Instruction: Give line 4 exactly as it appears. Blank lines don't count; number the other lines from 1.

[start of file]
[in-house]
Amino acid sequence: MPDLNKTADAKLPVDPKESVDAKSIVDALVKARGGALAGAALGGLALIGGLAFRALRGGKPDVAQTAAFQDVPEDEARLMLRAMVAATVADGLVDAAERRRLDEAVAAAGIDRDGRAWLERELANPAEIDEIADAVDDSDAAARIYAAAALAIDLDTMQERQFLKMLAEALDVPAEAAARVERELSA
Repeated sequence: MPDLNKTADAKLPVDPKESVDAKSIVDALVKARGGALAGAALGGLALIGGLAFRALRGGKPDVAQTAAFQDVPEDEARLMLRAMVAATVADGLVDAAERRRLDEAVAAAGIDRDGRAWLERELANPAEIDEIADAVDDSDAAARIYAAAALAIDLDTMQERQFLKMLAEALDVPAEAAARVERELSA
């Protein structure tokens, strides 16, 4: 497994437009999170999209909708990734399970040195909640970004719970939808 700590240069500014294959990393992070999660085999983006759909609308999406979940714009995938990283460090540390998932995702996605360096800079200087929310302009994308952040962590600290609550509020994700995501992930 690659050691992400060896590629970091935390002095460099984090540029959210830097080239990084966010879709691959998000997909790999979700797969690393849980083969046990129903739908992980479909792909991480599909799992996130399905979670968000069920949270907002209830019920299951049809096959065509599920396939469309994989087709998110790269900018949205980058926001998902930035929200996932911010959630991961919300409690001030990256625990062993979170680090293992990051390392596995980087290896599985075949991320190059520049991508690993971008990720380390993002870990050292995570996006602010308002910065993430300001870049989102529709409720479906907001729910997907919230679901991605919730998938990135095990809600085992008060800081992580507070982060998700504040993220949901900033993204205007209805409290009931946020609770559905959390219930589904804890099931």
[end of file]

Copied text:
């Protein structure tokens, strides 16, 4: 497994437009999170999209909708990734399970040195909640970004719970939808 700590240069500014294959990393992070999660085999983006759909609308999406979940714009995938990283460090540390998932995702996605360096800079200087929310302009994308952040962590600290609550509020994700995501992930 690659050691992400060896590629970091935390002095460099984090540029959210830097080239990084966010879709691959998000997909790999979700797969690393849980083969046990129903739908992980479909792909991480599909799992996130399905979670968000069920949270907002209830019920299951049809096959065509599920396939469309994989087709998110790269900018949205980058926001998902930035929200996932911010959630991961919300409690001030990256625990062993979170680090293992990051390392596995980087290896599985075949991320190059520049991508690993971008990720380390993002870990050292995570996006602010308002910065993430300001870049989102529709409720479906907001729910997907919230679901991605919730998938990135095990809600085992008060800081992580507070982060998700504040993220949901900033993204205007209805409290009931946020609770559905959390219930589904804890099931």